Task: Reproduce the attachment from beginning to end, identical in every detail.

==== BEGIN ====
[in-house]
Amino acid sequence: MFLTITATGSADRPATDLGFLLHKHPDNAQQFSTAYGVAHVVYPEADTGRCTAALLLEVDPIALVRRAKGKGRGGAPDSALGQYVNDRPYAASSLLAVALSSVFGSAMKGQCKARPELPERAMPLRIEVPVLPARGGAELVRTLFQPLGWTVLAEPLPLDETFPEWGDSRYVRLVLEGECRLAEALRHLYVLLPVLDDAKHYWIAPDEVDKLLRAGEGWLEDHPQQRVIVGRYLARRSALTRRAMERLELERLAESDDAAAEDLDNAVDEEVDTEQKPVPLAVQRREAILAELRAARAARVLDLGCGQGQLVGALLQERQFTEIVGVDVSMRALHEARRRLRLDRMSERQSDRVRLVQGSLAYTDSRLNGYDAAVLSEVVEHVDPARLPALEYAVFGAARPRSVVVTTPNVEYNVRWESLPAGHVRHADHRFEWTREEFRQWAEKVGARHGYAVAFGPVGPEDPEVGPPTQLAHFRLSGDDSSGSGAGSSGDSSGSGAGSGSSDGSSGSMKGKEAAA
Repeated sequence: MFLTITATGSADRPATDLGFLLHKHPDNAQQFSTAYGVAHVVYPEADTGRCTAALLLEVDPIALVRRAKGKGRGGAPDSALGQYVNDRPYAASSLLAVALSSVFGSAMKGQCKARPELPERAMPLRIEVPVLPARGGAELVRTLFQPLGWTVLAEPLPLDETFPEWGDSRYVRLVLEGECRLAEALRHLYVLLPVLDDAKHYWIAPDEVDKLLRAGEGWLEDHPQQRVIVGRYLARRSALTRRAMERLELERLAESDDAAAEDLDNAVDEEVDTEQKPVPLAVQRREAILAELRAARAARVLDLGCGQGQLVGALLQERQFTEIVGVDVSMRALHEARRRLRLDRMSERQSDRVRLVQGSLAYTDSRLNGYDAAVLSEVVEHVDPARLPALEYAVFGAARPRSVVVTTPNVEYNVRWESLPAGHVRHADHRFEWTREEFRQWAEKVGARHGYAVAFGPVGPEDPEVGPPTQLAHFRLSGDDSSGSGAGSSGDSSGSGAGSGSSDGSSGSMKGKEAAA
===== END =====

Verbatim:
[in-house]
Amino acid sequence: MFLTITATGSADRPATDLGFLLHKHPDNAQQFSTAYGVAHVVYPEADTGRCTAALLLEVDPIALVRRAKGKGRGGAPDSALGQYVNDRPYAASSLLAVALSSVFGSAMKGQCKARPELPERAMPLRIEVPVLPARGGAELVRTLFQPLGWTVLAEPLPLDETFPEWGDSRYVRLVLEGECRLAEALRHLYVLLPVLDDAKHYWIAPDEVDKLLRAGEGWLEDHPQQRVIVGRYLARRSALTRRAMERLELERLAESDDAAAEDLDNAVDEEVDTEQKPVPLAVQRREAILAELRAARAARVLDLGCGQGQLVGALLQERQFTEIVGVDVSMRALHEARRRLRLDRMSERQSDRVRLVQGSLAYTDSRLNGYDAAVLSEVVEHVDPARLPALEYAVFGAARPRSVVVTTPNVEYNVRWESLPAGHVRHADHRFEWTREEFRQWAEKVGARHGYAVAFGPVGPEDPEVGPPTQLAHFRLSGDDSSGSGAGSSGDSSGSGAGSGSSDGSSGSMKGKEAAA
Repeated sequence: MFLTITATGSADRPATDLGFLLHKHPDNAQQFSTAYGVAHVVYPEADTGRCTAALLLEVDPIALVRRAKGKGRGGAPDSALGQYVNDRPYAASSLLAVALSSVFGSAMKGQCKARPELPERAMPLRIEVPVLPARGGAELVRTLFQPLGWTVLAEPLPLDETFPEWGDSRYVRLVLEGECRLAEALRHLYVLLPVLDDAKHYWIAPDEVDKLLRAGEGWLEDHPQQRVIVGRYLARRSALTRRAMERLELERLAESDDAAAEDLDNAVDEEVDTEQKPVPLAVQRREAILAELRAARAARVLDLGCGQGQLVGALLQERQFTEIVGVDVSMRALHEARRRLRLDRMSERQSDRVRLVQGSLAYTDSRLNGYDAAVLSEVVEHVDPARLPALEYAVFGAARPRSVVVTTPNVEYNVRWESLPAGHVRHADHRFEWTREEFRQWAEKVGARHGYAVAFGPVGPEDPEVGPPTQLAHFRLSGDDSSGSGAGSSGDSSGSGAGSGSSDGSSGSMKGKEAAA